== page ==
Prohibition on denial of services

(a)

Arrests

No United States Government department or agency may arrest an individual who is the subject of an INTERPOL Red Notice or Diffusion issued by another INTERPOL member country, based solely upon the INTERPOL communication without—

(1)

prior verification of the individual’s eligibility for extradition under a valid bilateral extradition treaty for the specified crime or crimes;

(2)

receipt of a diplomatic request for provisional arrest from the requesting country; and

(3)

the issuance of an arrest warrant in compliance with section 3184 of title 18, United States Code.

(b)

Removal and travel restrictions

No United States Government department or agency may make use of any INTERPOL Notice, Diffusion, or other INTERPOL communication, or the information contained therein, published on behalf of another INTERPOL member country with which the United States Government is not a party to a valid bilateral extradition treaty as the sole basis to detain or otherwise deprive an individual of freedom, to remove an individual from the United States, or to deny a visa, asylum, citizenship, other immigration status, or participation in any trusted traveler program of the Transportation Security Administration, without first verifying through the NCB, in coordination with the Department of State and other relevant United States government departments or agencies, that the subject INTERPOL communication likely comports with articles 2 and 3 of INTERPOL’s Constitution.

7.

Annual country reports on human rights practices

The Foreign Assistance Act of 1961 is amended—

(1)

in section 116 (22 U.S.C. 2151n), by adding at the end the following new subsection:

(h)

Politically Motivated Reprisal Against Individuals Outside the Country

The report required by subsection (d) shall include examples from credible reporting of likely attempts by countries to misuse international law enforcement tools, such as INTERPOL communications, for politically motivated reprisal against specific individuals located in other countries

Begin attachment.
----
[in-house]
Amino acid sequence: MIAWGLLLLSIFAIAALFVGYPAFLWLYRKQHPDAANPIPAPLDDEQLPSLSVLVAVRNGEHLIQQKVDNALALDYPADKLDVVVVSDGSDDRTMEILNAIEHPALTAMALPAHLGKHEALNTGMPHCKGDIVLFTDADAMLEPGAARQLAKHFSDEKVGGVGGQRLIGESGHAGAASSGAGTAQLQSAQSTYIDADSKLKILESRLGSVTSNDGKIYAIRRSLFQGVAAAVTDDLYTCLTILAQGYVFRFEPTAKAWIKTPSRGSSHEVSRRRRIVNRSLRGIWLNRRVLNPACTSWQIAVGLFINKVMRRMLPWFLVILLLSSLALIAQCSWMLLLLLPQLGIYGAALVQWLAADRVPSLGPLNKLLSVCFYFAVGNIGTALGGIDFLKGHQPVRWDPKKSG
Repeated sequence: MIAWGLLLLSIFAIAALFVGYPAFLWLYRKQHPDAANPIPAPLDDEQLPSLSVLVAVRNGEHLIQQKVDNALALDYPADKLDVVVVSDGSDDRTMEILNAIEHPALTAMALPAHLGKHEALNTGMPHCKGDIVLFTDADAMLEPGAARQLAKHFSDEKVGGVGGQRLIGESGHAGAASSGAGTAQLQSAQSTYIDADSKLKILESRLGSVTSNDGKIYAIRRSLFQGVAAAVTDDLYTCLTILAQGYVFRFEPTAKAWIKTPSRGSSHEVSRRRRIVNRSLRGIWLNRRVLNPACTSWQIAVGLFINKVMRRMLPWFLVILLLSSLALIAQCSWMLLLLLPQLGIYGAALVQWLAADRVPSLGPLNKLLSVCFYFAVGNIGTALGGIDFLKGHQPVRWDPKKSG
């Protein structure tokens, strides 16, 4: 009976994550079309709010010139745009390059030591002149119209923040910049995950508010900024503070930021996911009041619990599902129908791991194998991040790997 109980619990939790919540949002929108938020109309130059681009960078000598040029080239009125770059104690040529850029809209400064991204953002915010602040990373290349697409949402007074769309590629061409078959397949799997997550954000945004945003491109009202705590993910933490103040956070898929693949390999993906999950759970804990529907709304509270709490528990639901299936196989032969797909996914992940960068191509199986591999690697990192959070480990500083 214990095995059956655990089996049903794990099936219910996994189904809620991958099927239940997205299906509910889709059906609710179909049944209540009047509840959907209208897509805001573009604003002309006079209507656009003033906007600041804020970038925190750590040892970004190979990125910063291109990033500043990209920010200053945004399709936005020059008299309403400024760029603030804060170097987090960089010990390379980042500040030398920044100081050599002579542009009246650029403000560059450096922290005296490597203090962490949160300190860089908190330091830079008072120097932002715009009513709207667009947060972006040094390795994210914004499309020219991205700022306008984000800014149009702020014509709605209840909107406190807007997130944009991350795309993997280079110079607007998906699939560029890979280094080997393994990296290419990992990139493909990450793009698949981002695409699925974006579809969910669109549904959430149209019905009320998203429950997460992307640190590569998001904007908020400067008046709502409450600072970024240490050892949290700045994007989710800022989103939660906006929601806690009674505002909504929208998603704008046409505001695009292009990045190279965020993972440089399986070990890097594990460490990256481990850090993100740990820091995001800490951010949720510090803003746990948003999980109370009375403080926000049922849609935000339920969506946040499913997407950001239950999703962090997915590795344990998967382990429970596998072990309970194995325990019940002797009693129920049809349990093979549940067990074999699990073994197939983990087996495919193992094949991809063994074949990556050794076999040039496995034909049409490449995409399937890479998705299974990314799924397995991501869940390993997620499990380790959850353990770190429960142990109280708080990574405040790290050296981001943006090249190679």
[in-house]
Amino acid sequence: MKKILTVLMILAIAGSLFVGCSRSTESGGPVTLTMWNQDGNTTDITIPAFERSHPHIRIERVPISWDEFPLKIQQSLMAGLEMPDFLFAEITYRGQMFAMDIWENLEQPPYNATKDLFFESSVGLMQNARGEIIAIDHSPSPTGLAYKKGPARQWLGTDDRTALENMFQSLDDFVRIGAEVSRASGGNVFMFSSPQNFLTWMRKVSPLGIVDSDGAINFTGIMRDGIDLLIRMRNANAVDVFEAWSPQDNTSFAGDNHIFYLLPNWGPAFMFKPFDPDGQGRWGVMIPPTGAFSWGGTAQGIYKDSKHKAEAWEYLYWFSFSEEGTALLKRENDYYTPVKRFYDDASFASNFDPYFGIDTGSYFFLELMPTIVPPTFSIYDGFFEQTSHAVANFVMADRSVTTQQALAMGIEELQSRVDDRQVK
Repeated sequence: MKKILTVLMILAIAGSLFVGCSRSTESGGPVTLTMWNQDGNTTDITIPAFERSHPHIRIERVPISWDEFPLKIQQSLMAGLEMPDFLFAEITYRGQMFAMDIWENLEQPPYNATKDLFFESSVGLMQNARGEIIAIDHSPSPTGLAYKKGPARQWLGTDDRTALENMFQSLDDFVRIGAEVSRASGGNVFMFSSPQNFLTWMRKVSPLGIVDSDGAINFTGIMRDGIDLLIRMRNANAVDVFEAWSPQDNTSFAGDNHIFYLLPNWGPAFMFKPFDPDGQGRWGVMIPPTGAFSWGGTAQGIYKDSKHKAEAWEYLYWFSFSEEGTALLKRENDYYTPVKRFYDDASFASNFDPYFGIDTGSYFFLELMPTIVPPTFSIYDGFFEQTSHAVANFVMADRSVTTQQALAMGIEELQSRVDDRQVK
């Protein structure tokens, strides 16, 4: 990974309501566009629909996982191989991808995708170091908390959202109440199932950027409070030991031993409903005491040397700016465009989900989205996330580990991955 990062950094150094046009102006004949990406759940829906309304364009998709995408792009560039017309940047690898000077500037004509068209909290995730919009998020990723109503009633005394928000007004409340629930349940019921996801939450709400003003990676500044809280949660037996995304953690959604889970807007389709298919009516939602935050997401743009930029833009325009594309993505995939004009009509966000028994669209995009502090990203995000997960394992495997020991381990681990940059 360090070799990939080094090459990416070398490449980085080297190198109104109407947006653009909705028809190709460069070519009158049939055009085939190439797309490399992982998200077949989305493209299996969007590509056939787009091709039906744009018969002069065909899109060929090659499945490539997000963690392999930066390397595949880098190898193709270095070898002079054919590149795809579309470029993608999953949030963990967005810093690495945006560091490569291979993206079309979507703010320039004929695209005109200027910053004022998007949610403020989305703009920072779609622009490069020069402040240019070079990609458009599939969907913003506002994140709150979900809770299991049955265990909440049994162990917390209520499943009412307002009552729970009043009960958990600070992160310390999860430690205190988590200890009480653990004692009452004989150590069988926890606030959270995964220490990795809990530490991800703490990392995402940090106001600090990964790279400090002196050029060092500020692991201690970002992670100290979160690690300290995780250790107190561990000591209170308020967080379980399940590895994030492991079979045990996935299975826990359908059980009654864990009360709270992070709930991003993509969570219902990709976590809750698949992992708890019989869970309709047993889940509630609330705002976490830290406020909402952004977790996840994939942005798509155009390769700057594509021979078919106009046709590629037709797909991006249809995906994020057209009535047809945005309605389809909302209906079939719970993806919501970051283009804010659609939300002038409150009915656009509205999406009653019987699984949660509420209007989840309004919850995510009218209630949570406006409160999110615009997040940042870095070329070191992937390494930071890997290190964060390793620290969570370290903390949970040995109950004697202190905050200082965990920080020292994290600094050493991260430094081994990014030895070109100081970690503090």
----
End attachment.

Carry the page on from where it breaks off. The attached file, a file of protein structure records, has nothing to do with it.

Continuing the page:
; and

(2)

in section 502B (22 U.S.C. 2304)—

(A)

by redesignating the second subsection (i) (relating to child marriage status) as subsection (j); and

(B)

by adding at the end the following new subsection:

(k)

Politically Motivated Reprisal Against Individuals Outside the Country

The report required by subsection (b) shall include examples from credible reporting of likely attempts by countries to misuse international law enforcement tools, such as INTERPOL communications, for politically motivated reprisal against specific individuals located in other countries.

.

8.

Definitions

In this Act:

(1)

Appropriate congressional committees

The term appropriate congressional committees means—

(A)

the Committee on Foreign Relations, the Committee on Appropriations, and the Committee on the Judiciary of the Senate; and

(B)

the Committee on Foreign Affairs, the Committee on Appropriations, and the Committee on the Judiciary of the House of Representatives.

(2)

Interpol communications

The term INTERPOL communications means any INTERPOL Notice or Diffusion or any entry into any INTERPOL database or other communications system maintained by INTERPOL.